Optimized Experimental Design (OED)

Practical application of Optimized Experimental Design (OED) approaches for electrical resistivity measurements

Thesis details
Optimized Experimental Design (OED)
  • 6 months
  • M.Sc.
  • 90% Programming
  • 80% Field work
  • 10% Lab work
  • 60% Theory
  • 70% Processing
  • 60% Interpretation
  • 50% Geology
Contact person
Nino Menzel's profile picture
Nino Menzel
PhD researcher
+49 241 / 80 98273

Although innovations in acquisition hardware, computational resources and inversion techniques enabled considerable improvements of geophysical subsurface imaging, the underlying design of the experiment ultimately controls the information content of the dataset. Yet in most field campaigns, little attention is put into optimizing the geophysical survey. However, by only utilizing those layouts that provide the highest benefit, experiment optimization promises to maximize the information content of a geophysical dataset while still being cost-effective and quick.

Although several OED approaches were developed during the last years, most geoelectrical field surveys are still conducted using either a single or multiple standard electrode configurations, like Wenner, Dipole-Dipole and Schlumberger. The Compare-R (CR) method (Uhlemann et al., 2018) provides a particularly interesting algorithm to improve resolution and acquisition time, but was only applied in some field studies in the past (e.g., Meng et al., 2022). Aim of this thesis is to gain further practical experience in the context of OED for geoelectrical measurements tailored to a brand new geoelectrical measurement device (Syscal Terra from IRIS instruments).

Your tasks:

  • Set up synthetic forward models of the target area using the CR method to derive optimized survey designs for the application in the field.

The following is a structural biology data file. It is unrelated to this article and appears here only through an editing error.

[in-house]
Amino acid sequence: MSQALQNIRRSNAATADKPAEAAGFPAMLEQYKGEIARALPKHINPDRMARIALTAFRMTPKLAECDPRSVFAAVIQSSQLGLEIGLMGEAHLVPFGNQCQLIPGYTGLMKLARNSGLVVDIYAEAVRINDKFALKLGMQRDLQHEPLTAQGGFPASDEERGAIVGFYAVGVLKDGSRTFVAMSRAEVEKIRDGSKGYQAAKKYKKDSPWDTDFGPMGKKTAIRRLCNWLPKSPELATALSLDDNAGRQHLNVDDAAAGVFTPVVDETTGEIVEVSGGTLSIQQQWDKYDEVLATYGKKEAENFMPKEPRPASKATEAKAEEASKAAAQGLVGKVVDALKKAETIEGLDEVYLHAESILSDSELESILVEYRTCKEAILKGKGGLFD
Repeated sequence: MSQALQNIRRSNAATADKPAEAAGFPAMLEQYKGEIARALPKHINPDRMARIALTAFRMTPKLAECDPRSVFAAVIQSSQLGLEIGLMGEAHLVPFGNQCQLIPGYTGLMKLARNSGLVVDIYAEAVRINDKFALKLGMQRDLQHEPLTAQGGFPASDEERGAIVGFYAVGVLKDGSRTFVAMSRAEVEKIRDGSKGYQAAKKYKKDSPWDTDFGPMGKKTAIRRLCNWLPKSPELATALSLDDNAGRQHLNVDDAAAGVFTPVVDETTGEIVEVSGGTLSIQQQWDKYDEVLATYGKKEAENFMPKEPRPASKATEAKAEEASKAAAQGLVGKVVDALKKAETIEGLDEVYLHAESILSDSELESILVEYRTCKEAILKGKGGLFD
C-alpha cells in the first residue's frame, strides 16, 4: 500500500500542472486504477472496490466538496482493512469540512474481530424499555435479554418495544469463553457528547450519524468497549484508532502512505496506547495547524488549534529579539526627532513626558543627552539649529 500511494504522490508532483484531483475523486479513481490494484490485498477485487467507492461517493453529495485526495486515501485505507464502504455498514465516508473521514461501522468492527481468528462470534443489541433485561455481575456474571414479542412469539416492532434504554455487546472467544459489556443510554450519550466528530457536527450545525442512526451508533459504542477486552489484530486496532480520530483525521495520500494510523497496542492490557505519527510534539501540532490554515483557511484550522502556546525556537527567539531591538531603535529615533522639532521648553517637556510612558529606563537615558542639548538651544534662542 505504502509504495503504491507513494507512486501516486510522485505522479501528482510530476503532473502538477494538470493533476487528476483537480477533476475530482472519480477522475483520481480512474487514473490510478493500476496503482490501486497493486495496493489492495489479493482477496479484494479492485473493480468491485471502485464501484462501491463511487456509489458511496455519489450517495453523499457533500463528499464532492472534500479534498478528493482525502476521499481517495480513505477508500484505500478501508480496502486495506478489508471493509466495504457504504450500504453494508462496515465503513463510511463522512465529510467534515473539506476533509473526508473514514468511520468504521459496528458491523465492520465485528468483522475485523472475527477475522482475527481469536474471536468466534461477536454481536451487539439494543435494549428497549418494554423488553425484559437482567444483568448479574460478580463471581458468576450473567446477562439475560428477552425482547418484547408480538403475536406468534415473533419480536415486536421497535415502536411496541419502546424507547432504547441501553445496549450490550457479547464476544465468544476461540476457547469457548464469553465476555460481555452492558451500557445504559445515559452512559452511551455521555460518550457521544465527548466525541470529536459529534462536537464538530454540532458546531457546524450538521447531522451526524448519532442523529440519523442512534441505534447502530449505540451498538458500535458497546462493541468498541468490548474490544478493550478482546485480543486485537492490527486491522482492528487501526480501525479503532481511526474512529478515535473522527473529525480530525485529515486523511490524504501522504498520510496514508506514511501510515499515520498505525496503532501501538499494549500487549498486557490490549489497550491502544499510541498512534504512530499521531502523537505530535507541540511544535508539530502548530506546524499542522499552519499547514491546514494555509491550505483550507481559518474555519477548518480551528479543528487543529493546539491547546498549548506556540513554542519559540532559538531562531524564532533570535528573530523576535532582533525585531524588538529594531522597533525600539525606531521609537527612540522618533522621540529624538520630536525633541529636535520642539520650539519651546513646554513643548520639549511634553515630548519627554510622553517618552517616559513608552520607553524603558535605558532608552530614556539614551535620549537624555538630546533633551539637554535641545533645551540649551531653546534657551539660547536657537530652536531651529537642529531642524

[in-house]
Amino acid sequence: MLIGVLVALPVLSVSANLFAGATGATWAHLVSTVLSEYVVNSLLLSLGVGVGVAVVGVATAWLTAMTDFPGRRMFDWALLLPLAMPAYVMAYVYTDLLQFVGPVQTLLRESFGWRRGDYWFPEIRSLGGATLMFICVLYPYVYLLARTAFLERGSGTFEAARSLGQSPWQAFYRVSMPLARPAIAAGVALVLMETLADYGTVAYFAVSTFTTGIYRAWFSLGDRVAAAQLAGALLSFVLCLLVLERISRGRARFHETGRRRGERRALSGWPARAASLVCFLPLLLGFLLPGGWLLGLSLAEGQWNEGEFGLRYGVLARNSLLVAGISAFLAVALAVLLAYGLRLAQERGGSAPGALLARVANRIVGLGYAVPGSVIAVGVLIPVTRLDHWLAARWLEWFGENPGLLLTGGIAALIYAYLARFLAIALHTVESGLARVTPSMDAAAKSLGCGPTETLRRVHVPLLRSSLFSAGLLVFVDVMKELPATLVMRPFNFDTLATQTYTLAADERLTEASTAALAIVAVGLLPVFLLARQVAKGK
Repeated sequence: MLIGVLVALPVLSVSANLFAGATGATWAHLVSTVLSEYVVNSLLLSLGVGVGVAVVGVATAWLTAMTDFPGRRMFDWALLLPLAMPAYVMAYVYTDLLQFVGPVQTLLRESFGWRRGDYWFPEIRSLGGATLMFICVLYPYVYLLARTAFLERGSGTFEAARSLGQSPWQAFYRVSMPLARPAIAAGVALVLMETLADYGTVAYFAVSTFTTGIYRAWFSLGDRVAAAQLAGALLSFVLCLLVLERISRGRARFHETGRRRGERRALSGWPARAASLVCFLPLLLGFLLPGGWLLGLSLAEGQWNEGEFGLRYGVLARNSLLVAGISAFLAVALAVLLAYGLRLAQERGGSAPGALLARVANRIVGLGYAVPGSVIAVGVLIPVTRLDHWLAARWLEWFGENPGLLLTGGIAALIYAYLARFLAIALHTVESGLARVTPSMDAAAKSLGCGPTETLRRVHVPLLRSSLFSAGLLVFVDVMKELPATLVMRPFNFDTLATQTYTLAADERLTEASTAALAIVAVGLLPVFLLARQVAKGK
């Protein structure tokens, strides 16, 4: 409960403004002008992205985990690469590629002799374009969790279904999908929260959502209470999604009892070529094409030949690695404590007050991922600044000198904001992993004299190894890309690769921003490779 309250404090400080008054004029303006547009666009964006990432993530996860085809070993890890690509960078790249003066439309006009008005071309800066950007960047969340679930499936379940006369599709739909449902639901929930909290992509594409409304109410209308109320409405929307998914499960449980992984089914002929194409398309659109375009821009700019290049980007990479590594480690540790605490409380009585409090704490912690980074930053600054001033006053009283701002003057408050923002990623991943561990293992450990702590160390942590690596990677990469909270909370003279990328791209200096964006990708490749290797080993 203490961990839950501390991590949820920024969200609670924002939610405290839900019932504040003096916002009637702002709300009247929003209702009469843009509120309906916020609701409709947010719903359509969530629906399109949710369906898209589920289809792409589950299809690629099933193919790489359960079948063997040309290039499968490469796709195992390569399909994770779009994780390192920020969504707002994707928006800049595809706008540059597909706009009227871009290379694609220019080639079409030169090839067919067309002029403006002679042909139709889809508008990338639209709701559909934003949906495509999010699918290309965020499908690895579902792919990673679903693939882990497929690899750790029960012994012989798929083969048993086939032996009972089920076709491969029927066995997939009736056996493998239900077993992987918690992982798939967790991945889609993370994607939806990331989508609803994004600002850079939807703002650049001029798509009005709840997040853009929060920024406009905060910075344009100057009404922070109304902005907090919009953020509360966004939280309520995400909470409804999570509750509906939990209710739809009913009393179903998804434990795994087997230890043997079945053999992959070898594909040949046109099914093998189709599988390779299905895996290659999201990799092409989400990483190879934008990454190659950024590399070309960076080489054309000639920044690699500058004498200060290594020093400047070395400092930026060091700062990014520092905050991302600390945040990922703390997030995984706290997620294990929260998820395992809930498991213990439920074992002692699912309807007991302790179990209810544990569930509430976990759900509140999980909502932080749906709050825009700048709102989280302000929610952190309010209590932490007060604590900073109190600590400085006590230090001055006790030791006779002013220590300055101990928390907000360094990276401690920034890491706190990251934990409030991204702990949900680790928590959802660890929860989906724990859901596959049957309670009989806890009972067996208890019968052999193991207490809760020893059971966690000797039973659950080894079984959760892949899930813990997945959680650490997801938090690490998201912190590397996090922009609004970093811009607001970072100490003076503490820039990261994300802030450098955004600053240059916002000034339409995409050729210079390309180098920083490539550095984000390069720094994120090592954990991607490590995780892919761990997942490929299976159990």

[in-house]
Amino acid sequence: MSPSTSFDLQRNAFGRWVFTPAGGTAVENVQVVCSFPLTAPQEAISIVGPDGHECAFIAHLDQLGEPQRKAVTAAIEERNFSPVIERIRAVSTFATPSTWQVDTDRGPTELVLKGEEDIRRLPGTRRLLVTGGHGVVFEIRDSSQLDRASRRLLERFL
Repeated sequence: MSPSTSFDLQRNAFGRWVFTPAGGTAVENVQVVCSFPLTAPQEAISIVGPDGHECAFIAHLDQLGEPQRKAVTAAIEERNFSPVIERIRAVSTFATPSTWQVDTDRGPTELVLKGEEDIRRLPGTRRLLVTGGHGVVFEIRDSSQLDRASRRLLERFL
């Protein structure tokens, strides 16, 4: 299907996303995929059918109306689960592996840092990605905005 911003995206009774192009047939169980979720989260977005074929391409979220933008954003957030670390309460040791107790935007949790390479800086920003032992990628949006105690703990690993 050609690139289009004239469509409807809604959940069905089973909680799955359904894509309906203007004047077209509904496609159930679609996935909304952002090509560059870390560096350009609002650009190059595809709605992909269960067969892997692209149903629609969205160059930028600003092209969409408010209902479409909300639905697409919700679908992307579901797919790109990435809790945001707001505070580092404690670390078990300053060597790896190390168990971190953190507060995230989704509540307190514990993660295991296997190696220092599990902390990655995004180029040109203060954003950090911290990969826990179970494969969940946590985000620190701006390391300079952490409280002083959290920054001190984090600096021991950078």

• Develop and incorporate practical and device-specific design considerations (e.g., exploitation of available measurement channels of the Syscal Terra) in the algorithm.
  • Perform ERT measurements during a field campaign using both conventional (Wenner, Schlumberger, Dipol-Dipol) as well as optimized electrode arrays.
  • Process and invert the datasets using pyGIMLi (Rücker et al., 2017) and compare the results achieved with conventional as well as optimized datasets.
  • Interpret the ERT models using reference data that provide both geological as well as hydrological information.

Supplementary Documents

Meng, J., Dong, Y., Xia, T., Ma, X., Gao, C., & Mao, D., 2022. Detailed LNAPL plume mapping using electrical resistivity tomography inside an industrial building. Acta Geophysica, 70(4), 1651-1663.

Rücker, C., Günther, T. & Wagner, F.M., 2017. pyGIMLi: An open-source library for modelling and inversion in geophysics. Computers and Geosciences, 109, 106-123.

Uhlemann, S., Wilkinson, P.B., Maurer, H., Wagner, F.M., Johnson, T.C., & Chambers, J.E., 2018. Optimized survey design for electrical resistivity tomography: combined optimization of measurement configuration and electrode placement. Geophysical Journal International, 214(1), 108-121.

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